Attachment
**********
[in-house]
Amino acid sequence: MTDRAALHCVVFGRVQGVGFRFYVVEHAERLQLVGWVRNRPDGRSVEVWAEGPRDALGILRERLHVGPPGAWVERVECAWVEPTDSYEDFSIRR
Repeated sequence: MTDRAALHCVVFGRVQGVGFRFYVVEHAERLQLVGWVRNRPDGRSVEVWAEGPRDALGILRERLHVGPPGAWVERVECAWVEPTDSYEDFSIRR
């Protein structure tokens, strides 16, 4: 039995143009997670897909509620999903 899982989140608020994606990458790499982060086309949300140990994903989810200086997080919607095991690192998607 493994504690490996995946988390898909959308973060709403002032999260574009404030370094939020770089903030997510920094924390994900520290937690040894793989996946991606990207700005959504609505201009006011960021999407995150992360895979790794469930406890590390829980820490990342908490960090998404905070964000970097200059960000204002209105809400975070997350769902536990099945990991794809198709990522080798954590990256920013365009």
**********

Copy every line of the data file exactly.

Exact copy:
[in-house]
Amino acid sequence: MTDRAALHCVVFGRVQGVGFRFYVVEHAERLQLVGWVRNRPDGRSVEVWAEGPRDALGILRERLHVGPPGAWVERVECAWVEPTDSYEDFSIRR
Repeated sequence: MTDRAALHCVVFGRVQGVGFRFYVVEHAERLQLVGWVRNRPDGRSVEVWAEGPRDALGILRERLHVGPPGAWVERVECAWVEPTDSYEDFSIRR
């Protein structure tokens, strides 16, 4: 039995143009997670897909509620999903 899982989140608020994606990458790499982060086309949300140990994903989810200086997080919607095991690192998607 493994504690490996995946988390898909959308973060709403002032999260574009404030370094939020770089903030997510920094924390994900520290937690040894793989996946991606990207700005959504609505201009006011960021999407995150992360895979790794469930406890590390829980820490990342908490960090998404905070964000970097200059960000204002209105809400975070997350769902536990099945990991794809198709990522080798954590990256920013365009």